The expat series: from Cape Town to The Hague

I have virtually known Belinda Mountain for many years as we were both in the South African mom blogger space, and she is a superb writer (you can read her blog here). Belinda emigrated with her family in December, and her moving story made me anxious (but then relieved) when she posted about it on social media.

Here’s more about Belinda:

How old are you and where about do you live?

I’m 41 and we live in Den Haag (The Hague).

When did you emigrate? Who did you come with?  

We landed here on 26 December 2020 – my husband Gareth and me, and our two kids, Rachel (10) and Benjamin (7).

Where did you live before The Netherlands?

We lived in Cape Town for five years, and before that Johannesburg for seven years. Before that we lived in London for 8 years, so we really have moved around.

Why did you choose NL?

One of the reasons was a job opportunity for my husband to help grow a European business, but we were also up for a change and the pandemic last year accelerated our decision-making. Because we’d lived in London before, we fancied trying somewhere else, plus we had a few friends who had moved to The Netherlands recently from SA and were really enjoying it.

What do you do here?

I’m a copywriter and co-own a content agency called Black Mountain. I’m really lucky that during the pandemic last year our clients all realised that it didn’t really matter where in the world I was, as I could still do my job. So I’m still writing for all of our SA clients and I’ve picked up a few new European ones soon too.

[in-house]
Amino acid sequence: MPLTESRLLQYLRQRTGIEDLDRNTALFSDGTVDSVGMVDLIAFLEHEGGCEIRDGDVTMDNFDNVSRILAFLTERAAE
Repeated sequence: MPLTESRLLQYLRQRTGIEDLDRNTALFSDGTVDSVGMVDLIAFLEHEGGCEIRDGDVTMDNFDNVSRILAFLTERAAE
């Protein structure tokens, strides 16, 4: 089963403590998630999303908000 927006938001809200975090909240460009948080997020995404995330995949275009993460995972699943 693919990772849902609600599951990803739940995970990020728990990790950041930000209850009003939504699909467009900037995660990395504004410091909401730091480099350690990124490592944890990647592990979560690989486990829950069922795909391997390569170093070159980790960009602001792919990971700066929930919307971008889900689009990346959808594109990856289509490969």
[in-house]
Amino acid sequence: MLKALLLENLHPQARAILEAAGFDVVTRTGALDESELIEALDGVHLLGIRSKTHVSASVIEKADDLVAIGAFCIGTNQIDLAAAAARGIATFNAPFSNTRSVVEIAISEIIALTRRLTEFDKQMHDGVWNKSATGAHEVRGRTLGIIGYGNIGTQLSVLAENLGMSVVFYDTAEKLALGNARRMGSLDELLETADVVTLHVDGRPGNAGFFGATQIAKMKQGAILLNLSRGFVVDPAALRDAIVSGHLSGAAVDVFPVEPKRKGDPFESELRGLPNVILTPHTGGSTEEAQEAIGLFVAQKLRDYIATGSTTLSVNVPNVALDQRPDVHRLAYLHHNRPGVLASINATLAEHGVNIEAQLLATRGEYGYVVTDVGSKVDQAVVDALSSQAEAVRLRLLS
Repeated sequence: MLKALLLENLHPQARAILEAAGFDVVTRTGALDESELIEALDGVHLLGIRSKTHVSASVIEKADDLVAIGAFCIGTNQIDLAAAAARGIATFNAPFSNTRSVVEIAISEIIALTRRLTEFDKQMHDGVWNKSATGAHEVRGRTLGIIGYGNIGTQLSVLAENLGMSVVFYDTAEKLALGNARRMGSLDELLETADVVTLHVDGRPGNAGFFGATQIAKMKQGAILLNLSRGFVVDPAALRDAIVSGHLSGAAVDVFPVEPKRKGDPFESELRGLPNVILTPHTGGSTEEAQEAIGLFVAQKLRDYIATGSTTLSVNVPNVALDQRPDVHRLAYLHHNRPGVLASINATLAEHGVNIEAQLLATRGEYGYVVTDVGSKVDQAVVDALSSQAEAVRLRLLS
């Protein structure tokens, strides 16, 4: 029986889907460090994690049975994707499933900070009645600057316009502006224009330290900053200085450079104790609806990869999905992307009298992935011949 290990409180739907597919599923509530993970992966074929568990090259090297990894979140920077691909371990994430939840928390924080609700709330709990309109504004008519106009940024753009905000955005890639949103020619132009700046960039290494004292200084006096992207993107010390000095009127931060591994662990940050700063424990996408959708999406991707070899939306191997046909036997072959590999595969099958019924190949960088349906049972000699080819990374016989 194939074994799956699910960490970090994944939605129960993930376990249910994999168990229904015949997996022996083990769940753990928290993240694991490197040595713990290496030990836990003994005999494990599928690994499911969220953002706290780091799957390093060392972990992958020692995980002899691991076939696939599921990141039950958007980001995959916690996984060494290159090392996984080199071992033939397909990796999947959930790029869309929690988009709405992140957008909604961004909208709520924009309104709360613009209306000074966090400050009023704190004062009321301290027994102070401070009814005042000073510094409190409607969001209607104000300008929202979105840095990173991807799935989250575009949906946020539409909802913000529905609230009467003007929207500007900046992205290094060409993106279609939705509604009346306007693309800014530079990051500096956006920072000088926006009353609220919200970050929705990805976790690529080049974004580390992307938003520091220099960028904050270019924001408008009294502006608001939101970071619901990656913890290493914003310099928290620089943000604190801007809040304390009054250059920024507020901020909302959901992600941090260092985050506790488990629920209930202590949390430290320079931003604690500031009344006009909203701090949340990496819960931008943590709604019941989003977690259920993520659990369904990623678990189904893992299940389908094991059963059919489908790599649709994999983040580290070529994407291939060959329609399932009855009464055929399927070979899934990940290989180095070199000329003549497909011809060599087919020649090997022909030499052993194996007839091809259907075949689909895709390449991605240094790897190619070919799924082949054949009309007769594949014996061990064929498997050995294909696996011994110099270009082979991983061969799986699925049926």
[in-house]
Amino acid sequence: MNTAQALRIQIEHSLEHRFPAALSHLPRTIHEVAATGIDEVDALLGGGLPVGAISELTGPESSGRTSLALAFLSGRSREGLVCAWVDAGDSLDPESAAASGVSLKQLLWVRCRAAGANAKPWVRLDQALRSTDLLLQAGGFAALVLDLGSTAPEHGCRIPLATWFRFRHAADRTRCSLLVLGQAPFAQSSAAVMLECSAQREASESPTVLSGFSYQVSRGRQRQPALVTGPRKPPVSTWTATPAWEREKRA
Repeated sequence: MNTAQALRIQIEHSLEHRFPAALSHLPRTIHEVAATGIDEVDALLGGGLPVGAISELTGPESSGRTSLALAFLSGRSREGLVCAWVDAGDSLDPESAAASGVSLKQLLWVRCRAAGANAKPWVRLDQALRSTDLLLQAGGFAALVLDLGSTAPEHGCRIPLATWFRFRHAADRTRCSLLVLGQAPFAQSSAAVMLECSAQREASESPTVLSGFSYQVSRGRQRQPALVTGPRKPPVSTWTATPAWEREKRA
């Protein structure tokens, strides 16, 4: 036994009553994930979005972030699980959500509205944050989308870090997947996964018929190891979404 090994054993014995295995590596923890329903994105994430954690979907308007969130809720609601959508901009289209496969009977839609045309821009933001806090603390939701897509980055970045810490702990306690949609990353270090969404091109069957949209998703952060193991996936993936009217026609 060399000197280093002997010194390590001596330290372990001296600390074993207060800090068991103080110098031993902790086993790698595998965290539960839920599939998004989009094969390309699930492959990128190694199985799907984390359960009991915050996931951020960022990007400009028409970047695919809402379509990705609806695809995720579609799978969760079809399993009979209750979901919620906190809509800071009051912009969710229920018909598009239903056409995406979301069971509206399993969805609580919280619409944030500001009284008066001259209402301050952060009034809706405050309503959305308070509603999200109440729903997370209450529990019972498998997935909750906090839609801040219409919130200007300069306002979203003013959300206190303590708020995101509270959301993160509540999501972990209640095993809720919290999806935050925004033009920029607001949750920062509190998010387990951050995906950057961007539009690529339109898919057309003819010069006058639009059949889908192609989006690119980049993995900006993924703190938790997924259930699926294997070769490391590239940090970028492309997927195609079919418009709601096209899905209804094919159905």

Tell us a bit about The Hague?

We chose to rent this city apartment because it’s central and surrounded by beautiful squares, art galleries and restaurants. It’s also well located when it comes to our kids’ schools, and is close to one of the big parks Haagse Bos, where we like to go running and walking. There is also a beach here and my husband is a big paddler so that was also a bonus! The Hague itself is actually 50% ex-pats, so there’s a huge international community which has made settling in a bit easier.

What was the most challenging part of your relocation?

The paperwork and legalities of moving here were initially the most challenging aspect. Trying to organise this during a pandemic and before Brexit on 31 December 2020 (the kids and I hold UK passports too), also added a very stressful element. Anyway, after many cancelled flights and changing entry requirements, we made it here and now all have Dutch residency.